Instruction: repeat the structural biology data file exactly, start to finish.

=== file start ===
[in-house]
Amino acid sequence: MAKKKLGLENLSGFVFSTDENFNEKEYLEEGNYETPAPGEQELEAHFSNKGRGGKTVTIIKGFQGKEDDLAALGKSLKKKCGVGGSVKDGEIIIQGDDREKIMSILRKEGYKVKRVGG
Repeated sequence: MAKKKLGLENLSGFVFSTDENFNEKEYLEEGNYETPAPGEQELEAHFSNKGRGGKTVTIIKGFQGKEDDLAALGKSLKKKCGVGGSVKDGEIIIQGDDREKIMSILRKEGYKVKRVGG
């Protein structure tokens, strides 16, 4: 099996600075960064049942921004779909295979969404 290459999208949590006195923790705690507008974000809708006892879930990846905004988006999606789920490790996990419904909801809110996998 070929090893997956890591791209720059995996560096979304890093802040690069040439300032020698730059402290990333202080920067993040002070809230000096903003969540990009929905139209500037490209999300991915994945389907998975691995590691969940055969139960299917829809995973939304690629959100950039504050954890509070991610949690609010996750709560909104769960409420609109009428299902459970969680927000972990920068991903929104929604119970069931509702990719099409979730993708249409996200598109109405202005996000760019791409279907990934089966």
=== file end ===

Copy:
[in-house]
Amino acid sequence: MAKKKLGLENLSGFVFSTDENFNEKEYLEEGNYETPAPGEQELEAHFSNKGRGGKTVTIIKGFQGKEDDLAALGKSLKKKCGVGGSVKDGEIIIQGDDREKIMSILRKEGYKVKRVGG
Repeated sequence: MAKKKLGLENLSGFVFSTDENFNEKEYLEEGNYETPAPGEQELEAHFSNKGRGGKTVTIIKGFQGKEDDLAALGKSLKKKCGVGGSVKDGEIIIQGDDREKIMSILRKEGYKVKRVGG
């Protein structure tokens, strides 16, 4: 099996600075960064049942921004779909295979969404 290459999208949590006195923790705690507008974000809708006892879930990846905004988006999606789920490790996990419904909801809110996998 070929090893997956890591791209720059995996560096979304890093802040690069040439300032020698730059402290990333202080920067993040002070809230000096903003969540990009929905139209500037490209999300991915994945389907998975691995590691969940055969139960299917829809995973939304690629959100950039504050954890509070991610949690609010996750709560909104769960409420609109009428299902459970969680927000972990920068991903929104929604119970069931509702990719099409979730993708249409996200598109109405202005996000760019791409279907990934089966």